The Hiring Process Revolutionized: How Technology is Changing the Game

Gone are the days of job candidates scrutinizing newspaper listings for open positions or recruiters combing through resume after resume trying to find viable applicants with the right qualifications. Thanks to the magic of technology and software development, the hiring process looks completely different from how it did even just a decade ago.

Technological advances have affected nearly every stage of the process, from job hunting to recruitment to selecting the right candidate. So, what does it look like today? Here are key areas technology has impacted.

Hiring technology

How is Technology Changing the Hiring Process


In the past, networking generally occurred in person or through word of mouth. While networking events are still an important part of job hunting, they’re no longer the only means of connecting. Today, job searchers use LinkedIn and other social networking tools — even Facebook — as a way to reach and meet people in their industry or desired industry.

If you’re applying for a job, you can simply search for connections or connections of connections who work at the company in question. Recruiters are also using these platforms to find candidates. Profiles make it easier to quickly assess qualifications and determine whether a professional might be a good fit for a job opening.

Branding and job advertising

From an employer’s perspective, technology has also made it easier to establish a presence, develop a good reputation, and post job listings. Through social media profiles on sites like LinkedIn, Facebook, and Twitter, companies can create an audience and garner reviews and followers.

They can also post job listings on all of these sites, generating buzz about open positions. Targeted advertising — which is aimed at people with specific job titles, education, skills, and qualifications — on these platforms makes it more likely that they’ll find qualified candidates.

There are plenty of job search sites, including Indeed and Monster, where employers can advertise open roles as well. Candidates can upload their resumes to many of these sites as well, enabling organizations to find them. If a prospective applicant wants to find out what it’s really like to work at a certain company, they can read reviews on sites like Glassdoor.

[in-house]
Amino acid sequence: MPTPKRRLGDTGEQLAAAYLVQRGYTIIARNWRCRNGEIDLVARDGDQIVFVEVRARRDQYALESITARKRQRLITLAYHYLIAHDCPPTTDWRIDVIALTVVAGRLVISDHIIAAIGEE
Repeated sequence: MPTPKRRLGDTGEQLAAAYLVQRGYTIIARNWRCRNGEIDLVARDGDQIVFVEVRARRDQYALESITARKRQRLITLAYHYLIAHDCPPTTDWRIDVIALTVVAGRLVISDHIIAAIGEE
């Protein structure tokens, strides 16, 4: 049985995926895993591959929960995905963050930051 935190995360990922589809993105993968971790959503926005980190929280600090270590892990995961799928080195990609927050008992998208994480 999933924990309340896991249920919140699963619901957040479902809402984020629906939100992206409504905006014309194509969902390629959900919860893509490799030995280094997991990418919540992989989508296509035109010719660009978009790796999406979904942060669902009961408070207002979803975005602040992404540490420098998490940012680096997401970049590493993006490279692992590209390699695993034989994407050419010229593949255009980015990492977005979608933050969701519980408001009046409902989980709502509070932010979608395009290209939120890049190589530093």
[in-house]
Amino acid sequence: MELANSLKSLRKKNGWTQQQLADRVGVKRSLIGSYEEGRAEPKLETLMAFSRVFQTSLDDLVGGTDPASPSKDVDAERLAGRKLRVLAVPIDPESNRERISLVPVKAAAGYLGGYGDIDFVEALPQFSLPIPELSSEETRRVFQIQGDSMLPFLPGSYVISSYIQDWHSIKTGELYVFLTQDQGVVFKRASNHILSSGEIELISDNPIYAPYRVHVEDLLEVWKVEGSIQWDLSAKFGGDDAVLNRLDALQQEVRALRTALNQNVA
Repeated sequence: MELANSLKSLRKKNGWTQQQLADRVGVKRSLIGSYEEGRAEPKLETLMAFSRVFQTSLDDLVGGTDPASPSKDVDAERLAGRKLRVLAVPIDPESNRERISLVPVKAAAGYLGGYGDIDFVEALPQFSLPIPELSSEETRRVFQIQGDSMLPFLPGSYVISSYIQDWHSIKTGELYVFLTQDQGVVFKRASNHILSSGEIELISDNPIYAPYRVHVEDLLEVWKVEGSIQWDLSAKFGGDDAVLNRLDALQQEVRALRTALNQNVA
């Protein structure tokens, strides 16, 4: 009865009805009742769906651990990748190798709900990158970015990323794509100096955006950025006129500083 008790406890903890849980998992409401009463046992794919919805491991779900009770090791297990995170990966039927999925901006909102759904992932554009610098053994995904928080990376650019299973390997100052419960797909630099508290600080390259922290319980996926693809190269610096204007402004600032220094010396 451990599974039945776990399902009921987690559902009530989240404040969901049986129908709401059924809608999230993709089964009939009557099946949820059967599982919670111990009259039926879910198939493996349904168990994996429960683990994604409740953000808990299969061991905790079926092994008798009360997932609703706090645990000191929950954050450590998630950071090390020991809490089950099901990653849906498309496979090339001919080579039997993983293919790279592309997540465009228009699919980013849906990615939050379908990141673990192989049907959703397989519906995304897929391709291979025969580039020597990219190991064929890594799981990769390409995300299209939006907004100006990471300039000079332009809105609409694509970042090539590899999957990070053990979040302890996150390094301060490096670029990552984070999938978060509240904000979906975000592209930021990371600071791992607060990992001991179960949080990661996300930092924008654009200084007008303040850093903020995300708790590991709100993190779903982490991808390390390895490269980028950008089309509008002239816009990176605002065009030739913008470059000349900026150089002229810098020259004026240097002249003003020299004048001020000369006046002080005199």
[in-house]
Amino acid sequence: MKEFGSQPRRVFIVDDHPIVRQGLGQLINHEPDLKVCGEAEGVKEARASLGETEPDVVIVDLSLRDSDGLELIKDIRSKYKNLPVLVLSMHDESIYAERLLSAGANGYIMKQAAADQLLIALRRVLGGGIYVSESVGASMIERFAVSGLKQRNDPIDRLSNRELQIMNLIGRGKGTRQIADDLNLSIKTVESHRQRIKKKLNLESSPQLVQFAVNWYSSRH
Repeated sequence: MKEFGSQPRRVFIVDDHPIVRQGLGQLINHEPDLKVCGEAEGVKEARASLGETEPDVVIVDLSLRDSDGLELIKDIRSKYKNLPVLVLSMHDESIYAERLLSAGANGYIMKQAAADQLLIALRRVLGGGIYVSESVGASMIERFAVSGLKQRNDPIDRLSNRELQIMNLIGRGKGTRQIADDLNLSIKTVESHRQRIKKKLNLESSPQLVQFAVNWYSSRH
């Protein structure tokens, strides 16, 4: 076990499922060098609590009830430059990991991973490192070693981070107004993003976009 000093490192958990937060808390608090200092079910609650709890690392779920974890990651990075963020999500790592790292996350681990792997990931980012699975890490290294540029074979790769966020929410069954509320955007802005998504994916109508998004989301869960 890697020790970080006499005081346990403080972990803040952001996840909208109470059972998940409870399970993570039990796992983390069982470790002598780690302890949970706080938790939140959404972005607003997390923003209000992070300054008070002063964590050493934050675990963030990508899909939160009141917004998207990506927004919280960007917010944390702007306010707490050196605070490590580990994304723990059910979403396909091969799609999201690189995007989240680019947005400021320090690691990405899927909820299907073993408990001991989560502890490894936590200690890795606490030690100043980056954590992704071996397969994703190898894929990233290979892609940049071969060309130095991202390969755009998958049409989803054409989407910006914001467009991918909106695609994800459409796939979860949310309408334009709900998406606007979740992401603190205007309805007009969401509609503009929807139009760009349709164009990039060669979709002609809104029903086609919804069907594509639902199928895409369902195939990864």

If there’s an aspect of the hiring process that technology affects the most, that has to be recruiting. Because more employees work remotely — also thanks to technology — employers can search for candidates in all geographic locations. They can use job boards, social media, and other tools to find qualified individuals for roles and are no longer constrained by region.

Once recruiters and hiring managers receive resumes, they can run them through applicant tracking software (ATS), which uses artificial intelligence (AI) to pull out keywords and desired qualifications, flagging potential fits. This saves time for recruiters, who no longer have to search through hundreds of resumes manually, looking for people with the minimum qualifications.

There are still some kinks to iron out — for example, an ATS system probably wouldn’t be able to spot someone with a non-traditional background who might still be a good fit for a particular job. Overall, however, this software has been more helpful than not. It also helps remove unconscious bias from recruiting efforts. For example, it can eliminate identifying information pertaining to ethnicity, gender, age, and other demographics from someone’s resume.


Now that geography is less of an employment barrier, in-person interviews are no longer essential for many employers. Instead, they can use video-conferencing software such as Zoom to conduct interviews. Unlike phone interviews, video interviews allow recruiters and hiring managers to get a sense of the candidate’s demeanor and professionalism.

Interview-scheduling software like Yello also streamlines the process, making it easy for the interviewer and applicant to find a time that works for both of them without engaging in a lot of back and forth. Generally speaking, the hiring manager can simply offer time slots through the software, and a candidate can select a time that works for them.

Ultimately, technology is a game-changer for the hiring process. From advertising jobs to vetting resumes, it’s streamlining the ways employers find potential hires and candidates find jobs. There are many advantages, but individuals and companies should be cognizant of the drawbacks, too.

For example, job seekers must be selective about what they post on social media because prospective employers will almost certainly vet candidates’ online presence. Employers, too, must be careful about relying too heavily on software to screen out potentially viable candidates. At the end of the day, software should augment the hiring process but not replace humans entirely.

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